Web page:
Temporary Visitation Order for Grandparents in Arizona
It would seem that the actual issue needing to be determined is whether the trial court had statutory (or other appropriate authority) to issue the temporary order for visitation in the case of Lambertus v. Porter. It was concluded that the court did have authority pursuant to Arizona Revised Statute § 25–402, subsection B, paragraph 2, providing that a person other than the legal parent may petition for visitation with the minor child through the Superior Court.
The court considered the request in consideration of the child’s best interests and in pertaining to the child being born out of wedlock and the parents not being married at the time the petition was filed. Arizona Revised Statutes § 25–404(A) (Supp.2013) allows for a party involved in the legal decision making or parenting time proceedings to move for temporary orders.
The trial court considered the Grandmother’s intervention in the paternity action as “involvement” in the legal decision making and parenting time proceedings and, therefore, the court of appeals felt she was qualified to file for temporary orders.
The Mother argues that the Grandmother is not a part of the legal decision making and parenting time proceedings as it does not specify “visitation” as being part of the process. While Arizona law specifically identifies that a trial court may grant visitation rights to non-parents at the court’s discretion and according to the child’s best interests, the legal parents’ opinion of what best serves the child should be given extra consideration.
Given that information and the fact that no statute gives a trial court the actual legal ability to award visitation to any non-parent at a Temporary Orders proceeding, it was found the court in this particular case acted in excess of its own authority.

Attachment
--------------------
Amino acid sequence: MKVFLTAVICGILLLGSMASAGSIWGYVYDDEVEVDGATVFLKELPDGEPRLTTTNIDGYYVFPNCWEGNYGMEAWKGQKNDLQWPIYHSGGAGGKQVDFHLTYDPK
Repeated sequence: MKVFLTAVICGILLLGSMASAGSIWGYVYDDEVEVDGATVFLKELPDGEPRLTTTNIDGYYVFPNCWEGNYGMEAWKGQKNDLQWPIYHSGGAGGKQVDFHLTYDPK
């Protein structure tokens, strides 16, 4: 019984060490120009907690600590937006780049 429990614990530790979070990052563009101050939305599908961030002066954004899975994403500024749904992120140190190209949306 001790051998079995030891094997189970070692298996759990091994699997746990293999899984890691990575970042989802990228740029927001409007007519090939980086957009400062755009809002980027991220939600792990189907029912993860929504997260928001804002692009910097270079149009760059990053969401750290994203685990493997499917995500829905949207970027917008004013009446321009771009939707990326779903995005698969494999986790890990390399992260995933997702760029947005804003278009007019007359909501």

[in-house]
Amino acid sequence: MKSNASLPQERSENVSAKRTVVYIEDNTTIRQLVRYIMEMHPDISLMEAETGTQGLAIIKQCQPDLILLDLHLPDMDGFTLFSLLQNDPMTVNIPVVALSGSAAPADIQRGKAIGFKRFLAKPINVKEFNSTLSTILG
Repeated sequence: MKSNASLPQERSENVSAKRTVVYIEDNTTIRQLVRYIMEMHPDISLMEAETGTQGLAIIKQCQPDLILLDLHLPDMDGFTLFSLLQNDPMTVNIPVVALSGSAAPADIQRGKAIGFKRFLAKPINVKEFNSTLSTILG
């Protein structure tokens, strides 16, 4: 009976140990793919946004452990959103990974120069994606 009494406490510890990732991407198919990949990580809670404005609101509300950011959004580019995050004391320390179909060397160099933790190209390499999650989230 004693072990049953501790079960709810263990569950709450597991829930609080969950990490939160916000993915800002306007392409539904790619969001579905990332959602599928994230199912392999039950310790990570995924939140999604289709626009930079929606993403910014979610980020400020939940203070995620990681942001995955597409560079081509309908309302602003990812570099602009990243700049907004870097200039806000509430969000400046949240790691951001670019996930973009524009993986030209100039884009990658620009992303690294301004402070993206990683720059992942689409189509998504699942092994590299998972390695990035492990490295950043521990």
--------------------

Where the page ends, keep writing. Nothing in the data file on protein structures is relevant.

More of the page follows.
Considering the Plain Language of the Law and Legislative Intent
To summarize, the majority opinion, in this case, appears to be in conflict with the plain language of the law, particular definitions of “parenting time” and “visitation.” It is particularly interesting to point towards the recent revisions of two of the statutes in reference to this case (§ 25–404(A) and § 25–401).
Their recent revisions in combination with the constitutional presumptions afforded to parents to raise their children should lead us to conclude that the plain meaning of the terms should be seen as the best indicator of intent unless the verbiage is ambiguous or leads to an interpretation that is obviously inappropriate.
The fact that the legislative scheme names specific classes and/or parties eligible for visitation obviously suggests that the legislature had no intention of granting visitation to third parties not specified. It becomes apparent that the trial court lacked the authority for their decision to grant a temporary order providing visitation to the grandmother and the mother’s request for relief is granted by way of vacating the temporary visitation order.
Chris Hildebrand wrote this article to ensure everyone has access to information about family law in Arizona. Chris is a divorce and family law attorney at Hildebrand Law, PC. He has over 24 years of Arizona family law experience and has received multiple awards, including US News and World Report “Top Arizona Divorce Attorneys”, Phoenix Magazine “Top Divorce Law Firms”, and Arizona Foothills Magazine “Best of the Valley” award. He believes the policies and procedures he uses to get his clients through a divorce should all be guided by the principles of honesty, integrity, and, quite frankly, actually caring about what his clients are going through in a divorce or family law case. In short, his practice is defined by the success of his clients. He also manages all of the other attorneys at his firm to make sure the outcomes in their clients’ cases are successful as well.